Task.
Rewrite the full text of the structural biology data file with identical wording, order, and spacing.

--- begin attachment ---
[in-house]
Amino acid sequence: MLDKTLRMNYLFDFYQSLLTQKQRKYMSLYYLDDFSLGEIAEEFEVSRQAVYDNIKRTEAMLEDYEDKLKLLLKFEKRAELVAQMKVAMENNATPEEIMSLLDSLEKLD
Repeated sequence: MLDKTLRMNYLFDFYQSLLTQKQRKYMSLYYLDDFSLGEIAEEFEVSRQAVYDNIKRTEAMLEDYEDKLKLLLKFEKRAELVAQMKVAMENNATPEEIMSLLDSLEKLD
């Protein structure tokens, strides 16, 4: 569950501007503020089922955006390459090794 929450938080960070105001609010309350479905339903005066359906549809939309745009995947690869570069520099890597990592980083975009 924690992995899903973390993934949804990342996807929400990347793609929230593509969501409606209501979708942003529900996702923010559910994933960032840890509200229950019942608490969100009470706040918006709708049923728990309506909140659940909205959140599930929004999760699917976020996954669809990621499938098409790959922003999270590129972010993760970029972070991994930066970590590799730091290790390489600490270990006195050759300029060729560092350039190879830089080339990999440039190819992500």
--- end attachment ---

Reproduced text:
[in-house]
Amino acid sequence: MLDKTLRMNYLFDFYQSLLTQKQRKYMSLYYLDDFSLGEIAEEFEVSRQAVYDNIKRTEAMLEDYEDKLKLLLKFEKRAELVAQMKVAMENNATPEEIMSLLDSLEKLD
Repeated sequence: MLDKTLRMNYLFDFYQSLLTQKQRKYMSLYYLDDFSLGEIAEEFEVSRQAVYDNIKRTEAMLEDYEDKLKLLLKFEKRAELVAQMKVAMENNATPEEIMSLLDSLEKLD
């Protein structure tokens, strides 16, 4: 569950501007503020089922955006390459090794 929450938080960070105001609010309350479905339903005066359906549809939309745009995947690869570069520099890597990592980083975009 924690992995899903973390993934949804990342996807929400990347793609929230593509969501409606209501979708942003529900996702923010559910994933960032840890509200229950019942608490969100009470706040918006709708049923728990309506909140659940909205959140599930929004999760699917976020996954669809990621499938098409790959922003999270590129972010993760970029972070991994930066970590590799730091290790390489600490270990006195050759300029060729560092350039190879830089080339990999440039190819992500």